Here goes, then
July 25, 2010 7 Comments
As I promised yesterday, I have comments to make around the following article:
The tale is a tragic and touching one in many ways, and this woman’s battle to carry on and do the best for her kids is unambiguously heroic.
Mark Thompson pointed the article out on Twitter. He also correctly pointed out that, “Everyone’s situation is different. You know nothing about this woman and her situation.”
There are no comments enabled on the story, but if there were, I can’t imagine it’d be long before men and women piled in to condemn the ‘cowardly, selfish’ guy who killed himself, thus depriving his children of their father.
There are bound to be surrounding circumstances to what happened, and the way they are glossed over makes me suspicious.
Almost four years ago, my husband killed himself when our children were three and five. He had untreated depression; he hanged himself.
What exactly was the nature of this ‘untreated depression’? By whom was it diagnosed? How long had it been a factor?
Was it, in fact, a diagnosis from Cosmo magazine, or by perusal of any number of medical websites, that provide the DSM IV manual criteria for diagnosing depression, which actually enable pretty much anyone to be handily and summarily ‘diagnosed’ with depression?
We had been amicably separated for more than a year before he died,
‘Amicably separated’? Uh-huh. How did that happen? We have no details. We do know this, though:
While everyone else was grief-stricken, all I could feel was rage, which alienated people and made me feel even angrier. It was probably my anger that kept me going. I raged that he had hurt his children like this, that he had made me a single parent, that he had bailed out decades too soon. It took more than a year for any compassion to kick in.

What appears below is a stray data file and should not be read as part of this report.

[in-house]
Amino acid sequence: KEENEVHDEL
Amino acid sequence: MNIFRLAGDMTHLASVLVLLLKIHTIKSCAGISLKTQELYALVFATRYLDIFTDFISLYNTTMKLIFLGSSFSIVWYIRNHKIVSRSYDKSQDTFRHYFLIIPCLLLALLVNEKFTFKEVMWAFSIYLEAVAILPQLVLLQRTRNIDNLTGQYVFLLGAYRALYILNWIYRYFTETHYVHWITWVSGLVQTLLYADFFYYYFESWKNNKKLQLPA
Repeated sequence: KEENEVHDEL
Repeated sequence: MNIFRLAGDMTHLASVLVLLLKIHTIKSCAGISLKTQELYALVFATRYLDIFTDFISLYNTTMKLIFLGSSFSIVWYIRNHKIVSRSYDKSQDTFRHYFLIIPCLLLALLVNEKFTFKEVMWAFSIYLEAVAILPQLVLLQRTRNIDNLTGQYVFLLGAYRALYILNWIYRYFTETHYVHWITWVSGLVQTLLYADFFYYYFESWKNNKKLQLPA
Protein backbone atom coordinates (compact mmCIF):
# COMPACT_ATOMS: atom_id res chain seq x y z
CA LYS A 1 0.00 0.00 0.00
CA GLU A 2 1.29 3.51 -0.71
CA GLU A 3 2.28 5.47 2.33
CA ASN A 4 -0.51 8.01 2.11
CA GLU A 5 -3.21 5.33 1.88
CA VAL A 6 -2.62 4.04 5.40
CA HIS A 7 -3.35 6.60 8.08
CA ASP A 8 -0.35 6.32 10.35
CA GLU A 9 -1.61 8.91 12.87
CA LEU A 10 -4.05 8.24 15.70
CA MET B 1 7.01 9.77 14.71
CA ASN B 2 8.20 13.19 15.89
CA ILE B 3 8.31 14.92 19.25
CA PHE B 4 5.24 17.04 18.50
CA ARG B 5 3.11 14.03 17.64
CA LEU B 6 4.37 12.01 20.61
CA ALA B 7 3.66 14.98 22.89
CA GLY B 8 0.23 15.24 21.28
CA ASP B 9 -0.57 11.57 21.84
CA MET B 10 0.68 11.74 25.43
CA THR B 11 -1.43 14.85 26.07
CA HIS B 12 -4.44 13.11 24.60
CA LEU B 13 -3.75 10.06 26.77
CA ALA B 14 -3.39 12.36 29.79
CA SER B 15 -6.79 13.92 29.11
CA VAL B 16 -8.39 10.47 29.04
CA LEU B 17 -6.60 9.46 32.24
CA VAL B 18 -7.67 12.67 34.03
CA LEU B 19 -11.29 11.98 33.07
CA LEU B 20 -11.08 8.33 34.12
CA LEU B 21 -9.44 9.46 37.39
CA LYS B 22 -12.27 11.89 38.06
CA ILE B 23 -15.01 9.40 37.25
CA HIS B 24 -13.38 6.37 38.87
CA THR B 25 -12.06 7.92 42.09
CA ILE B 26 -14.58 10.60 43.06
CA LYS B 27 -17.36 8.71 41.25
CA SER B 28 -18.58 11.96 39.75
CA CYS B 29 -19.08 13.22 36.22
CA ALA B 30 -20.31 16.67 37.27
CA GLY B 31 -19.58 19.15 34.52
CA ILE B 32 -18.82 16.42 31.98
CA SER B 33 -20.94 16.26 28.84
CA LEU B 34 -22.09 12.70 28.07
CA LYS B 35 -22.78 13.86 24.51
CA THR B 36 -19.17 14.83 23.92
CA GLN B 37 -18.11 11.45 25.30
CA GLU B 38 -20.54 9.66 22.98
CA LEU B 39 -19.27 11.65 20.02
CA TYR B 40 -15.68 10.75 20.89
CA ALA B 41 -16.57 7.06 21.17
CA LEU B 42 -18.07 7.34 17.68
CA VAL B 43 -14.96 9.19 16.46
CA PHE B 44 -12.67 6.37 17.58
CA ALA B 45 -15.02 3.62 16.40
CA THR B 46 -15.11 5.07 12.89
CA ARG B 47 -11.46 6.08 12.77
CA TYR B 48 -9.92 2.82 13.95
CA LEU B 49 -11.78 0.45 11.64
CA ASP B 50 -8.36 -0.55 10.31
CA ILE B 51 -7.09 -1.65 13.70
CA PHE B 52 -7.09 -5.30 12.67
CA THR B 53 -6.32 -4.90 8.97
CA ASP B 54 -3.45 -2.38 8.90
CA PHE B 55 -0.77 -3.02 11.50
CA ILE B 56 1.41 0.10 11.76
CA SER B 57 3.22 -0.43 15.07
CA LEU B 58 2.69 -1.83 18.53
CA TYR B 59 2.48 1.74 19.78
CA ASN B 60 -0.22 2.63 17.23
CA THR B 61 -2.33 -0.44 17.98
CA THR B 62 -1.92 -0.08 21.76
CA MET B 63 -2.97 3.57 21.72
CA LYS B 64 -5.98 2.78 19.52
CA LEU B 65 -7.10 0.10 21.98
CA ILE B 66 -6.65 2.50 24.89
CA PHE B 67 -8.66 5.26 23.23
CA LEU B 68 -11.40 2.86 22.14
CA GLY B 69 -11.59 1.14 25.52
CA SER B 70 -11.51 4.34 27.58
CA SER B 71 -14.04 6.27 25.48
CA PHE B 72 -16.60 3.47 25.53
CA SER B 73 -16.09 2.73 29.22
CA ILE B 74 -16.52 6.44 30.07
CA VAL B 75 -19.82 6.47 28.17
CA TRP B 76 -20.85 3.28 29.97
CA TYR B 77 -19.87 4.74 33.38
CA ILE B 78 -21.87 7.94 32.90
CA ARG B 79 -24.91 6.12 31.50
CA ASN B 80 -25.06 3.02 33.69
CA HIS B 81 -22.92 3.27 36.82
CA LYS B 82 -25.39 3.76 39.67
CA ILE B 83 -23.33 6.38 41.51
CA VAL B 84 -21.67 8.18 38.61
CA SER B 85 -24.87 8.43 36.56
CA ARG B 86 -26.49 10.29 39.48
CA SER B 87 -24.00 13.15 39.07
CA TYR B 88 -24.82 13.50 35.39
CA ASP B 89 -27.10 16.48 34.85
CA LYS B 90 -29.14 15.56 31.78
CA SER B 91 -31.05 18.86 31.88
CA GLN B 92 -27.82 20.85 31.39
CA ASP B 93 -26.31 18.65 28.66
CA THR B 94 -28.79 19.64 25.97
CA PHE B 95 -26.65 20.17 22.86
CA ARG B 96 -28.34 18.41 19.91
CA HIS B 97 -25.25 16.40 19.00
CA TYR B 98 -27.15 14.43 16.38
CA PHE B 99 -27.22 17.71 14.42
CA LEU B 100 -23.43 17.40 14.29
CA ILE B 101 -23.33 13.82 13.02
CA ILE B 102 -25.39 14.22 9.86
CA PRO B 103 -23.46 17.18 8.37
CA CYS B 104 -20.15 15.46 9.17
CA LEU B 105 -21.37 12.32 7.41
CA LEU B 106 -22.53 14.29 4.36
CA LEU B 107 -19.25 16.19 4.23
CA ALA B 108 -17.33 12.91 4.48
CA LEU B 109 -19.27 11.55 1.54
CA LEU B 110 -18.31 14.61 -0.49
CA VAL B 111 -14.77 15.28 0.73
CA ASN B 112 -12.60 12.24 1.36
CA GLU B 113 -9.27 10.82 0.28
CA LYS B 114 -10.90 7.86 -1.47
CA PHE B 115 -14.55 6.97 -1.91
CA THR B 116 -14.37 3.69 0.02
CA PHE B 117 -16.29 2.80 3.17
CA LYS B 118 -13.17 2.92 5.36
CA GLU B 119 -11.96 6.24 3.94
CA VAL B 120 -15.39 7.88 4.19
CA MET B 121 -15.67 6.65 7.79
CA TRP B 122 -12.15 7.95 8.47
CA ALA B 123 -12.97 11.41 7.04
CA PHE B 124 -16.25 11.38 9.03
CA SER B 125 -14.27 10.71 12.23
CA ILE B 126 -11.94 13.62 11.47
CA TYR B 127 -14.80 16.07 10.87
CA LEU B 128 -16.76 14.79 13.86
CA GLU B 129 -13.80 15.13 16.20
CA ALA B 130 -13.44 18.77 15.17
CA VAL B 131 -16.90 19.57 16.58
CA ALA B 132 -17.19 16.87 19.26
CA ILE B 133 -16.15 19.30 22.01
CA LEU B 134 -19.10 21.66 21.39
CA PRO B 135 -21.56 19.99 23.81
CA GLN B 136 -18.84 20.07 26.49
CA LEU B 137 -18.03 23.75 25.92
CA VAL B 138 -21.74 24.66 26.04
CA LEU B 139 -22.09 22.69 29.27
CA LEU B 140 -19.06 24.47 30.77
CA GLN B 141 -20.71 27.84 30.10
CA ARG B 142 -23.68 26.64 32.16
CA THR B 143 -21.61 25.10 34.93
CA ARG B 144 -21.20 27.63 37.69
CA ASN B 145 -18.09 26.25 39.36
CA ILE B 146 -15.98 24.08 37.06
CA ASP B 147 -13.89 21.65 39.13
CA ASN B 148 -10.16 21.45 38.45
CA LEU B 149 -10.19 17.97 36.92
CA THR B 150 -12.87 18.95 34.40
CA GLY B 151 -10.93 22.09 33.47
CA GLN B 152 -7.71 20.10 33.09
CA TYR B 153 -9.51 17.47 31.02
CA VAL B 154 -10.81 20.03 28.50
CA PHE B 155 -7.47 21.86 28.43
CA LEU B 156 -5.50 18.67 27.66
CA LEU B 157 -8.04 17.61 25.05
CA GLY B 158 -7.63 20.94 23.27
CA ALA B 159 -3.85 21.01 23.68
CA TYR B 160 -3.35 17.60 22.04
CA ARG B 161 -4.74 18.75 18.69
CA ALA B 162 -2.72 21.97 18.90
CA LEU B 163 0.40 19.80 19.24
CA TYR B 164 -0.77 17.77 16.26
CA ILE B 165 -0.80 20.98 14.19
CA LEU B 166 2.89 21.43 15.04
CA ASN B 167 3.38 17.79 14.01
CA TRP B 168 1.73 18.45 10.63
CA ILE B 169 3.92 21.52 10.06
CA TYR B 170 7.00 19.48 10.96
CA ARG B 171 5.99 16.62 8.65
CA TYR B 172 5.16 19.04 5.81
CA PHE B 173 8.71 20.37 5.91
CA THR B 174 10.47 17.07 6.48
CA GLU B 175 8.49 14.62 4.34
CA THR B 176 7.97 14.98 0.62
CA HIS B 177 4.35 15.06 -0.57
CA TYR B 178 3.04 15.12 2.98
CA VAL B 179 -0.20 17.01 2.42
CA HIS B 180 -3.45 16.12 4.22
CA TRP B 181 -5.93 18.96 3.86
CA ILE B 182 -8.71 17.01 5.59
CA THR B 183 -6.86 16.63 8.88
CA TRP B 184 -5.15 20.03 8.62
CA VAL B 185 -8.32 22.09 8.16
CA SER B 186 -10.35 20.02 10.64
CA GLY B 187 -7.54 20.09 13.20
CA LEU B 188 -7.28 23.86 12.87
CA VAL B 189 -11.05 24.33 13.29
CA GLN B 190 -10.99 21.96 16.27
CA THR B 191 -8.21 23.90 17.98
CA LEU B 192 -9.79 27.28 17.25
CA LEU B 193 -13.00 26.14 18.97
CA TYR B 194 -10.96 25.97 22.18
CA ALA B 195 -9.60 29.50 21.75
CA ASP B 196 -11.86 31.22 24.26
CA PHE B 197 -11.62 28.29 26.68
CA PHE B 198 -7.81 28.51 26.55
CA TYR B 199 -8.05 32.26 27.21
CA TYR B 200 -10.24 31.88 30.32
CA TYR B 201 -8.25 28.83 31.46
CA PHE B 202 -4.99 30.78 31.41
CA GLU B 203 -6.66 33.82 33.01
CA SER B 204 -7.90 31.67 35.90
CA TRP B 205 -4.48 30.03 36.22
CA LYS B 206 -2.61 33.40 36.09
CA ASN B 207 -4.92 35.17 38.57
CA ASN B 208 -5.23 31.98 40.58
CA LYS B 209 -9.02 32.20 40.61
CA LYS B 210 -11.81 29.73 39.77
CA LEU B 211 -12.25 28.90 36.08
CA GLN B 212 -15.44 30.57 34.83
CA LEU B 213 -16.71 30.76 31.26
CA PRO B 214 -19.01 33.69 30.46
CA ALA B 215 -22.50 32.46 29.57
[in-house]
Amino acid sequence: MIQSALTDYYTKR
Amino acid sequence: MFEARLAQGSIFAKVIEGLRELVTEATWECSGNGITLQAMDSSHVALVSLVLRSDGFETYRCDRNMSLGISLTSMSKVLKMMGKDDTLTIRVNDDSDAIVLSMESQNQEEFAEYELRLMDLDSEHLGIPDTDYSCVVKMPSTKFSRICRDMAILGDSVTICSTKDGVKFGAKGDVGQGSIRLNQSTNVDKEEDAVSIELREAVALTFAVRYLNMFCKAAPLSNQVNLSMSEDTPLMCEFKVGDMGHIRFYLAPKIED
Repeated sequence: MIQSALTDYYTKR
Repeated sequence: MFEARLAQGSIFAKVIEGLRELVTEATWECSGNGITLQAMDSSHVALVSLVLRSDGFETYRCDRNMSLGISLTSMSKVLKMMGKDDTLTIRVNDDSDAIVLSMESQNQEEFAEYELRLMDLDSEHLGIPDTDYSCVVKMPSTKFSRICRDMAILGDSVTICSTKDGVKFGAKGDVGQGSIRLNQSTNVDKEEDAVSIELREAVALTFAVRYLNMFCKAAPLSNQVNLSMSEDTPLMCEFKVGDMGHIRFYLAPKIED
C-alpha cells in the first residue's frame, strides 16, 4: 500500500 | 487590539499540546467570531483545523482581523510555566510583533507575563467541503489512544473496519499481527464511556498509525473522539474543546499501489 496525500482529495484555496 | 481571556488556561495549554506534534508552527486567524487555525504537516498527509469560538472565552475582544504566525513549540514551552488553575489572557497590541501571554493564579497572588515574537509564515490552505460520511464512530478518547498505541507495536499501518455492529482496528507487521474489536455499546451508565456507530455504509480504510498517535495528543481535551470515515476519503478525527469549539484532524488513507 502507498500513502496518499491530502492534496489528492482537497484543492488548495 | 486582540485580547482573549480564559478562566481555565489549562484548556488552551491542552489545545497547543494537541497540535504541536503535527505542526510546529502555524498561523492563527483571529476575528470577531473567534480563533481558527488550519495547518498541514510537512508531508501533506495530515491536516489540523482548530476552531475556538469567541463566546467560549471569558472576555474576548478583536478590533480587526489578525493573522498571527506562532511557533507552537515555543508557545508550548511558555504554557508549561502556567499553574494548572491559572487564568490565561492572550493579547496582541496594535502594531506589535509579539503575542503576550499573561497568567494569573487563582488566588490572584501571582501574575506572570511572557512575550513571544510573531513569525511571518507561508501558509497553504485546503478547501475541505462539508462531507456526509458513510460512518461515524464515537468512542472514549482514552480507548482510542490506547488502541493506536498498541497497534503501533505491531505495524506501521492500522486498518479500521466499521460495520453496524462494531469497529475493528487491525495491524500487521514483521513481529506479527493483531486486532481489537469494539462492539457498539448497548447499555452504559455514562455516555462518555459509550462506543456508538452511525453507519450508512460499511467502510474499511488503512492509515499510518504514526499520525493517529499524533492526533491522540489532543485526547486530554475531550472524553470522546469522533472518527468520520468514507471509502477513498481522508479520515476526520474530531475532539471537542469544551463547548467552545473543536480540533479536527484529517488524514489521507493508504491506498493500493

We do know some things, then.
We know that she thinks he had untreated depression. We know that she thinks they were amicably separated. We know that she felt anger and resentment at what he’d done.
We also know that men can often suffer worse than women from relationship breakups. And that men are 3 times more likely than women to commit suicide. And that the family courts, CSA et al are all quite arbitrarily inclined towards mothers, and against fathers. And that women can and do use their children (and access to them) as tools of emotional blackmail and revenge against fathers. And that separated mothers flagrantly ignore court-ordered access for fathers, without fear of legal rebuke.
That an organisation called “fathers for justice” exists at all speaks volumes.
I have a close friend. A lovely chap and great father. Last year, the mother of his child ripped his heart out and took a bite.
He spent many weeks living at my place while he got his life back together. In darker moments, he considered taking his own life. Thankfully for all concerned, he didn’t and he’s well on the way back to an even keel.
However, I’ve known him, and his erstwhile partner, for a long time, and if, heavens forbid, he had committed suicide, I can quite vividly picturing her employing the powerful female mechanism of post-hoc rationalisation. I can imagine her using it to gloss over the ugly truth of the way she’d treated him.
And I can imagine her telling the tale in precisely the way Suzanne Harrington does.
It’s an obvious psychological strategy, to avoid dealing with a very important and powerful concept that doesn’t get a single mention Ms Harrington’s story: guilt.
Where is it? Would a genuinely blameless person be of such strong character that they’d never even consider the idea of their own culpability?
To me, it stinks of wilful avoidance of a difficult truth.
Let the abuse commence.